A message showed up on my phone:

„Hi Arne, here is Mattes. […] Toni and Chris, the other two german volunteers, a turkish mentor and I will meet you at the airport on Sunday.”

Sunday. That’s only two days from now on. I’m sitting on my bed and thinking about my future. To be specific, about these two days. And about the time when these two days have passed. One year abroad. One year away from my family. From my friends and everything that I know and have grown fond of. It is a little bit unsettling and I feel, just a little bit, worried of going away from everything behind me. But even more I felt excited. Excited that it is at last now the time to start a new adventure. To pack the last things into my bag and enjoy my last two days in Berlin.

Hey, I am Arne, 18 years old and I come from Berlin in Germany. I just graduated from High school last summer. So there was I, finishing school. And now? I knew that I didn’t wanted to study right after my school. After one and a half years of online schooling I felt burned out. I needed to get out. To have a so called “Tapetenwechsel” in German, which means to leave the things you know behind and experience something new. So I decided to make a voluntary year. My first thought was to do it in Germany. But I didn’t really found projects that seemed to fit me. So my mother suggested to do one year abroad. So I looked for organizations in Germany who could send me abroad. What sounded like a really wonderful idea was very hard to organize in the beginning. I couldn’t find an organization where I could apply in summer and go abroad in in the same year (or at least in the beginning of the next year). And of course I didn’t apply early enough in my last school year to go abroad right after I finished school. But finally I found ICJA, a sending organization that also in the winter sends volunteers abroad. So I applied and was accepted. The whole applying process for the volunteer year was very strict and (sometimes) very stressful, because there wasn’t really much time left until I would leave home. So while I was working in a little shop (to earn and save some money for my year abroad) I always had to upload some documents or needed to go to some appointments with the government bureaucracy, which can get really annoying (but now I also know that this isn’t just specific to Germany). But everything worked out and I needed to choose where I wanted to go. The next big step on my way for a voluntary year. And finally the decision was made. I would go to İzmir. From now on with every week and every day I was more excited. The preparation seminar came and went by. And I started to pack my bag. And two days before my flight was about to go (of course I had to switch my flight because my first one was canceled) a message showed up on my phone: „Hi Arne, here is Mattes. […]”.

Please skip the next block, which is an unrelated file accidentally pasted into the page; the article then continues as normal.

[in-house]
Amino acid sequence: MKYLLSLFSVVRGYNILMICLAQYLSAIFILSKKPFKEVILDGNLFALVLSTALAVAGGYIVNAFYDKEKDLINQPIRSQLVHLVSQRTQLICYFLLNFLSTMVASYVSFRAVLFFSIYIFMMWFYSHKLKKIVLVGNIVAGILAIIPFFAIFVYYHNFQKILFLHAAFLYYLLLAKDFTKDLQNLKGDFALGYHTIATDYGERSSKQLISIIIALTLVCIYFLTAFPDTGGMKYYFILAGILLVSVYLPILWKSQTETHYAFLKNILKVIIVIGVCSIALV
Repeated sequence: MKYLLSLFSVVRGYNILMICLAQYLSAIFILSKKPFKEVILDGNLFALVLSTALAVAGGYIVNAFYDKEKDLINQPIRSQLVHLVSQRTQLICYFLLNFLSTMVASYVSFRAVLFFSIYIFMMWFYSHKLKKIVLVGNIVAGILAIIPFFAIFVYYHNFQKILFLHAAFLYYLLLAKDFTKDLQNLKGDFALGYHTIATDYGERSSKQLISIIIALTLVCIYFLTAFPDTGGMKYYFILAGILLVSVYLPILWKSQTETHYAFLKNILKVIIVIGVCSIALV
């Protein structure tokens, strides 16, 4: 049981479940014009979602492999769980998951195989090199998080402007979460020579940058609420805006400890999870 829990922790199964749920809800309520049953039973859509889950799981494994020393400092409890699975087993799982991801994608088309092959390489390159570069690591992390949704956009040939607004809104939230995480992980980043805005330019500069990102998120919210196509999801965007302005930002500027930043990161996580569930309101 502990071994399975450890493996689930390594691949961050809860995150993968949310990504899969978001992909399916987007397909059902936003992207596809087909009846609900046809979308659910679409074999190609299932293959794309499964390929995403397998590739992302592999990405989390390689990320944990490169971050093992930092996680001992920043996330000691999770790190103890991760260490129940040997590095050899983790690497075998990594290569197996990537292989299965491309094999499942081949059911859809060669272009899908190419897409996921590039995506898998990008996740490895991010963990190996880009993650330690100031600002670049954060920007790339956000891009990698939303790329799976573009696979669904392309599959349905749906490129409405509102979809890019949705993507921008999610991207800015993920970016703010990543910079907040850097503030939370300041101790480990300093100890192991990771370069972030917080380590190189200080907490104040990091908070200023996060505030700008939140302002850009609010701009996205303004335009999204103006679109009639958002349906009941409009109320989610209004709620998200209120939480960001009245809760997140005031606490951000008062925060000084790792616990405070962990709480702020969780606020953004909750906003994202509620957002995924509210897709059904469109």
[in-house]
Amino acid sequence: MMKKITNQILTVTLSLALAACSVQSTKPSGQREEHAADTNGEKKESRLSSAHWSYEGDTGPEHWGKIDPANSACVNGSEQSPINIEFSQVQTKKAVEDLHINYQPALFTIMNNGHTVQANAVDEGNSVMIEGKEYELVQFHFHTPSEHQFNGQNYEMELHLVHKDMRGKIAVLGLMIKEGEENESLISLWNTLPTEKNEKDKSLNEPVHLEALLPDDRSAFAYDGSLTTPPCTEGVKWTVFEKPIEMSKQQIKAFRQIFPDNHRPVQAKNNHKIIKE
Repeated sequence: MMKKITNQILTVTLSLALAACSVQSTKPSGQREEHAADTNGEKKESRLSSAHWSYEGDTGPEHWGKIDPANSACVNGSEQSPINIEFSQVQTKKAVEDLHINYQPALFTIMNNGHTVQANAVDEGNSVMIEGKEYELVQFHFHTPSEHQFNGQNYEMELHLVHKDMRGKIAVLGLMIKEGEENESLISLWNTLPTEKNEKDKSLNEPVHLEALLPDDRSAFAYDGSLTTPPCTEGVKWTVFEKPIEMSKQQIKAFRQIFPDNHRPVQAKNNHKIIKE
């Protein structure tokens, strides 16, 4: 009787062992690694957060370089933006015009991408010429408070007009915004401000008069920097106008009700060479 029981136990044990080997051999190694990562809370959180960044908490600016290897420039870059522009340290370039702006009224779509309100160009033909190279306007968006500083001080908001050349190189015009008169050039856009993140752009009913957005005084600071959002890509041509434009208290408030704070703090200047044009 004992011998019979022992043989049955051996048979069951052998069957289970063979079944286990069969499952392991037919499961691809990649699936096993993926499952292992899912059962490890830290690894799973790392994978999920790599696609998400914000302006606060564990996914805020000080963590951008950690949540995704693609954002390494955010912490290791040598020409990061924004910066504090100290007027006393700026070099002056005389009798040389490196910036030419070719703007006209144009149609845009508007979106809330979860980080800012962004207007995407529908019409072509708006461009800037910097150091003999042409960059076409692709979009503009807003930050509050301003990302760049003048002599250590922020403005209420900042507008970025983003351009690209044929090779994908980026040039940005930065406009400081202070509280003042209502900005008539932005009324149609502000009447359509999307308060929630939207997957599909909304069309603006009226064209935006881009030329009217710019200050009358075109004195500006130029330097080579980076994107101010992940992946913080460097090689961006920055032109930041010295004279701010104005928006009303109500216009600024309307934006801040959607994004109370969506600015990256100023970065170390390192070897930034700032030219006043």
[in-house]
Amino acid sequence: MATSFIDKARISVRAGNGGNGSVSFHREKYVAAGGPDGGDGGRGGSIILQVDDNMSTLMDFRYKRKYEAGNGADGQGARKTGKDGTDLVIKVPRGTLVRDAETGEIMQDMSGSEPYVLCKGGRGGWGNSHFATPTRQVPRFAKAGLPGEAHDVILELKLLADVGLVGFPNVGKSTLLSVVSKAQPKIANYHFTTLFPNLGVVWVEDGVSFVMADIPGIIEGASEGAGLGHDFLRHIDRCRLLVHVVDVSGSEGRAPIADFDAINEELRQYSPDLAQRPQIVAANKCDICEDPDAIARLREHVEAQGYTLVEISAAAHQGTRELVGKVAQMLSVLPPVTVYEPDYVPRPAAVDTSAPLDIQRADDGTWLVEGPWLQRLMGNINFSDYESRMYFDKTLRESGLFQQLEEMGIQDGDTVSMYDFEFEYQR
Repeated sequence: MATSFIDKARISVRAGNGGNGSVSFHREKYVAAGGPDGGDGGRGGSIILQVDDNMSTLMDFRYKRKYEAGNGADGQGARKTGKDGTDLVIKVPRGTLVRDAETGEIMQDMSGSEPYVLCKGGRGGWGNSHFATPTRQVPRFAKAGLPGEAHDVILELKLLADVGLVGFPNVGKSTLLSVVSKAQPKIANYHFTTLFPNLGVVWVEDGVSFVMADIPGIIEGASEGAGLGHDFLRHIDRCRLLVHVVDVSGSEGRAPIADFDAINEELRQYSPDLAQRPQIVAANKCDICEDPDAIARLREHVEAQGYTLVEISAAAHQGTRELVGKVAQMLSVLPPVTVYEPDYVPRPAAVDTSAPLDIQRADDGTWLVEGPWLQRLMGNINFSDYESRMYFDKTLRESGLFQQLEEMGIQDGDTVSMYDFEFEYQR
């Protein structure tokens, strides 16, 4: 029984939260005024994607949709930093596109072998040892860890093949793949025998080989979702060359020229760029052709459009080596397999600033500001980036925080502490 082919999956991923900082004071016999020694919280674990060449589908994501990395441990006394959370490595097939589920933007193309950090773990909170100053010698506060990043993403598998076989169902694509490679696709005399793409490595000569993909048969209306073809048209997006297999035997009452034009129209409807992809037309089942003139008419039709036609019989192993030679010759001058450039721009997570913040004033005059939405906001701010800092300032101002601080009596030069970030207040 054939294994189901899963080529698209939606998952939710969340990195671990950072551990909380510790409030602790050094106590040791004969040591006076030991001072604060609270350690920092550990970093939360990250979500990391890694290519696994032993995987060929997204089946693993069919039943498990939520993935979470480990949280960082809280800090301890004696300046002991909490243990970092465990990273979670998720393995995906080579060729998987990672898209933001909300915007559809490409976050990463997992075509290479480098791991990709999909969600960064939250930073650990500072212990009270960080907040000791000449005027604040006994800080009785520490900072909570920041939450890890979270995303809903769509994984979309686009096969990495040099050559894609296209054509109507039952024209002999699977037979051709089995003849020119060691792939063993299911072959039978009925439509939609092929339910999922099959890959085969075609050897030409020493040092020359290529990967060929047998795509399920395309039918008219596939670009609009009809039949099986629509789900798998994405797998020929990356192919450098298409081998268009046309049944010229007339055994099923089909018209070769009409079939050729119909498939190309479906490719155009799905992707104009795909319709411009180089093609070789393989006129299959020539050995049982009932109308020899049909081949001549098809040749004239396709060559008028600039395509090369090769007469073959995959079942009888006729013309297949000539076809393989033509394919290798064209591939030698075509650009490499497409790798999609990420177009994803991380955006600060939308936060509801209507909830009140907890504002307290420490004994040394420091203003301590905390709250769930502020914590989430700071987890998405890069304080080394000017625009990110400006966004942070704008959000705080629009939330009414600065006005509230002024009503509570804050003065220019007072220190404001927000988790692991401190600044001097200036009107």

Two days later I woke up. The last time in my own bed for one year. I ate breakfast, thought about everything I packed (and what I could have forgotten, because I always forget something), grabbed my bag and went with my family to the airport. I said goodbye to everyone and went to my terminal (and of course my departure was delayed). After 3 hours of flight I landed in İzmir. Some more minutes I waited for my bag and then I stepped outside of the airport to start my volunteer year. It took me a little bit of time to orientate myself in the big crowd in front of the airport. But then there was a young man (who seemed a little bit familiar to me, because I have met him one time in an online call) asking me if I am Arne. And so I meet Chris, and just some moments later also Toni and Mattes. My first evening in İzmir. We went from the airport to our volunteer apartment to leave my bags there and then went to meet Demirkan and grab something to eat. Of course Mattes and Chris had made up some plans what they (have to) show me on my first evening. We ate İskender and afterwards we grabbed some Baklava. After a long, really exciting (and exhausting) day, I then finally fell asleep, very excited of what the time in İzmir will have for me.

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